To increase melatonin and Vitamin D intake, which are essential for sleep 21,8, we suggest spending at least an hour with your child, whether it be walking home from school or playing in the backyard (making sure toys and activities are in the sun instead of the shade). If forced inside by the season, be sure your child is near a window so s/he can catch some sunlight.

Food and Nutrition

What are the eating habits of your child? Does your child get all of the nutrients that s/he needs? Parents often place their children on restricted diets or children often decide only to eat specific foods. Whatever the situation, limited or restricted eating habits may lack the minerals that are crucial for a good night’s sleep 2.

Take note of what your child is eating and watch out for unexpected ingredients, such as green tea in fruit-flavored beverages. We suggest discussing your child’s current diet with a professional dietician. You could also review eating habits with your pediatrician and work together to produce the best food plan for your child.

Light levels in the bedroom

Are there inconsistent levels of artificial or natural light within your child’s bedroom? Recent research has shown that exposure to artificial light before bedtime can repress melatonin onset and disrupt normal sleep patterns 6. As a result, parents should try to keep the light in their child’s bedroom at a consistent level, placing covers over fish tanks, flashing lights, computer monitors, etc.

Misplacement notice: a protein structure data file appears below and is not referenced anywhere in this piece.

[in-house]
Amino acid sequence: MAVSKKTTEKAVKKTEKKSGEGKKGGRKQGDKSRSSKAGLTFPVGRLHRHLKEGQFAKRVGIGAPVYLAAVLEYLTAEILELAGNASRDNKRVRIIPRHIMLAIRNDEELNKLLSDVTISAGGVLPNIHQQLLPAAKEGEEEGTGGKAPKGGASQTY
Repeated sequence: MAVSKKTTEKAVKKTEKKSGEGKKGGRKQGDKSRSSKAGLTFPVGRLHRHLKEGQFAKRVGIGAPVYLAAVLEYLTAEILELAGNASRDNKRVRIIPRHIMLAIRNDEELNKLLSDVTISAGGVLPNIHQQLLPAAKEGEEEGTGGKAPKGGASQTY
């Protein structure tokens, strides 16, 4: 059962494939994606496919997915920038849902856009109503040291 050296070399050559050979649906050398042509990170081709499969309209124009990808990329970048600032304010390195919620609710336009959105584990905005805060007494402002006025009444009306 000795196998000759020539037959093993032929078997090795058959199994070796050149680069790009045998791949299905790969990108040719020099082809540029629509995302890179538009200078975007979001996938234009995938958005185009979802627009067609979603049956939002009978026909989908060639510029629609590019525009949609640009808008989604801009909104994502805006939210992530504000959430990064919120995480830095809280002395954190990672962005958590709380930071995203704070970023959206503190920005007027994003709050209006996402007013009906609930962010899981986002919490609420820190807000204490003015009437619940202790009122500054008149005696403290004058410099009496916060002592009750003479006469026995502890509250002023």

We suggest window covers to eliminate the distraction that comes from outside light, including passing car headlights. Additionally, we recommend investing in a small night light that does not flash or strobe different levels of light. The night light provides safety for the child and the parent by giving off enough light to see in a dark room.

Temperature

What is the temperature in your child’s room? In regards to temperature controls, it may be better for a bedroom to be a little cold as opposed to a little hot 10,14. In fact, our body temperature automatically drops while we sleep to save serotonin, which is a neurotransmitter involved in thermoregulation and sleep regulation 10,11,14,24.

We suggest having a cool room with a warm blanket available so the child may regulate their levels of comfort on their own. To sleep between a 62-66 Fahrenheit (17-19 Celsius), your child may not need to be completely covered by blankets while s/he sleeps 10,11,14.

How to Promote Better Sleep:

Reassure anxious children that you will be back